April 8, 2013

recipe :: wild garlic pesto

wild garlic pesto :: circle of pine treesIMG_2369

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Once again, we went foraging for wild garlic this weekend. Having gathered a generous basketful, we decided to make a batch of wild garlic pesto. All of the ingredients were already in the kitchen so it was extremely quick to whip up. The boys were very pleased when they discovered that their supper had been growing in the woods just hours beforehand! The amazingly vibrant green of the pesto is testament to its freshness. This is the recipe that we used:

Wild Garlic Pesto

200g freshly picked wild garlic leaves

4 spring onions

150g cashew nuts

200ml olive oil, plus more for topping the jars

150g parmesan or grana padano cheese, grated

1 scant teaspoon sea salt

1 teaspoon sugar

Good grinding black pepper

 

Sterilise 4 jam jars ( I use the dishwasher, although you can also sterilise in the oven).

Pick through the wild garlic, discarding any damaged leaves. Wash if required.

Place wild garlic, oil, spring onions and cashew nuts in a blender and blitz until finely chopped.

Fold in the cheese, salt and sugar and grind over some black pepper.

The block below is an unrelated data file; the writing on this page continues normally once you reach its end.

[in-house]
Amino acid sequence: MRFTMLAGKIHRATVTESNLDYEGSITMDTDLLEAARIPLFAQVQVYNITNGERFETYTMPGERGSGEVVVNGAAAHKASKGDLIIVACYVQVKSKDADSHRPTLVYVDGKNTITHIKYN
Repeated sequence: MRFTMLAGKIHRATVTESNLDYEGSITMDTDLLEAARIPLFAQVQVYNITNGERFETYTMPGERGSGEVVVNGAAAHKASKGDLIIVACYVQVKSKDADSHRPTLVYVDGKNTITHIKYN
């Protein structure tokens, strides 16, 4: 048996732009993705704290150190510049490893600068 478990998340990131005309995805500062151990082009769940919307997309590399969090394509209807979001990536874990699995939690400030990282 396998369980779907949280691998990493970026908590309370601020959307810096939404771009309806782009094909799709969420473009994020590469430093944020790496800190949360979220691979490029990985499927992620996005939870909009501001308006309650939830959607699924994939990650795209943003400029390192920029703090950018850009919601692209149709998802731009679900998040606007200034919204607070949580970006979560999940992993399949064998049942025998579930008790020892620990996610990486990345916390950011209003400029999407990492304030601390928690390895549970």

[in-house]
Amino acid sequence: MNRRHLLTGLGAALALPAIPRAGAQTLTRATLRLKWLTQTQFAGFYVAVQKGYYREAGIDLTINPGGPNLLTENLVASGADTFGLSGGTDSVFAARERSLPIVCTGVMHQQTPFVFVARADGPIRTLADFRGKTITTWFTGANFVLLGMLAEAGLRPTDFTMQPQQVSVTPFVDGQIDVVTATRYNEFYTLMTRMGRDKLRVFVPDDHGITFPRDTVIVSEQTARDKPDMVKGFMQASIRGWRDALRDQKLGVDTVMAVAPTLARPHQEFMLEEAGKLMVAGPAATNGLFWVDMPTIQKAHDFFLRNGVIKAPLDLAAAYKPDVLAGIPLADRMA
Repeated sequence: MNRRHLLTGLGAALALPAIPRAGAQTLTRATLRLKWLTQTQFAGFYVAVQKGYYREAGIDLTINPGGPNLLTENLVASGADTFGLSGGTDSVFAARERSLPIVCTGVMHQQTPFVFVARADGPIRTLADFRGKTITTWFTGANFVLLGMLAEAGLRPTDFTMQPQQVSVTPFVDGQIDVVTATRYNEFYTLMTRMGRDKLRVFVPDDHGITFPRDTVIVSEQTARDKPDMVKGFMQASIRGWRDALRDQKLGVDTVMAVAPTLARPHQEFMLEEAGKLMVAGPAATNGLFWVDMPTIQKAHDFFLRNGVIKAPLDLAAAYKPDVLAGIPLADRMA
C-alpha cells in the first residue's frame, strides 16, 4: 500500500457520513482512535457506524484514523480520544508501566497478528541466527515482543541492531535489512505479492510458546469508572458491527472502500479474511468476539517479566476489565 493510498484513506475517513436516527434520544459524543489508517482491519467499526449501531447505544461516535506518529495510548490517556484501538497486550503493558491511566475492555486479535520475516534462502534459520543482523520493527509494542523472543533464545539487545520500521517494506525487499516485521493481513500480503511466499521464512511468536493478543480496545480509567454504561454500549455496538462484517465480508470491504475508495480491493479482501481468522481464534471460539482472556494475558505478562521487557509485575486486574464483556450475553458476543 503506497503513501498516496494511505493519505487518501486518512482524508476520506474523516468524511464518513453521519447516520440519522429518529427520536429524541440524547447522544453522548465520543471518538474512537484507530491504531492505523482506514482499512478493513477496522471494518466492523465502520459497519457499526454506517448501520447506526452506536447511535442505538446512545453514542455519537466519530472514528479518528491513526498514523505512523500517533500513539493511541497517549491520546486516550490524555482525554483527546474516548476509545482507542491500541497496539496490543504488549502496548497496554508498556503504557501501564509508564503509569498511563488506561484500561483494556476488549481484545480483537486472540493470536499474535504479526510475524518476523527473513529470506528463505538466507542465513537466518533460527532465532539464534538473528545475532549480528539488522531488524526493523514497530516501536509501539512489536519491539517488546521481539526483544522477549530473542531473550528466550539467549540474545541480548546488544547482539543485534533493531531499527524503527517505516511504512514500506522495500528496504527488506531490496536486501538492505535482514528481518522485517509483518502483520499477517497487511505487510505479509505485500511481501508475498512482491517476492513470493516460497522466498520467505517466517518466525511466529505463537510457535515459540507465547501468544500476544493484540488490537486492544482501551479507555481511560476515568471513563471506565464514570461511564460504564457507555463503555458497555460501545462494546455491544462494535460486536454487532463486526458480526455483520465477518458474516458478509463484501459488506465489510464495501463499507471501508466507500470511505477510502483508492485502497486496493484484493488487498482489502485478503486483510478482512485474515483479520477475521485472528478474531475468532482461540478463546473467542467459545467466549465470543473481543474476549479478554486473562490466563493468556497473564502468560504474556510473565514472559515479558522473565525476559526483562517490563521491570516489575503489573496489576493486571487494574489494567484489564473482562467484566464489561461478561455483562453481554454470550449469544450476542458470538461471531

Spoon into the jars, leaving 3-4 cm free at the top of each jar. Tap jar and press down pesto with a spoon to prevent any air pockets. Swirl over some more olive oil to seal the surface.

Stir well before use, and if you return any to the fridge, be sure to re-cover the surface with olive oil to ensure that it stores well. The pesto will keep in the fridge for about 3 weeks, although it can also be frozen.

To serve, add a couple of tablespoons to hot pasta. It also works well spread over a joint of meat when roasting, or can be stirred into soups.

 

 

16 thoughts on “recipe :: wild garlic pesto

  1. Truly Myrtle

    Yum yum double yum 🙂
    My sister uses almonds & rapeseed oil to save money. Hers is pretty spectacular. She grows her basil in the back garden… that’s NZ for you …

    Reply
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  3. Tim

    Great recipe! I used chives from my garden instead of spring onions, and added the juice of a lemon. Most will go in the freezer for later use.

    Reply
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  5. Angie

    Your recipe inspired me to run out to the woods and pick a bagful of wild garlic – they are full of it round here and I’ve often wanted to find a use for it. I now have several jars of yummy pesto which I’m about to hand out to loved ones. Having splodged a dollop of it on my pasta this evening, I can testify to its tastiness.

    Reply
  6. Bruce Bartlett

    Hello Laura, i have recently moved into a house in Torquay the garden is full of bluebells and what i thought were snowdrops, they have three sided stems and small white bulbs and smell of garlic, but the leaves are very narrow and thin, not at all like the wild garlic in the country lanes here. Is this a different type of wild garlic, thank you for any help you can give me. Yours sincerely Bruce

    Reply
    1. Laura

      Hi Bruce, I’m afraid I don’t know. Could they be wild onions? I understand that those look similar to wild garlic. I haven’t come across them myself, though. Best wishes, Laura

      Reply
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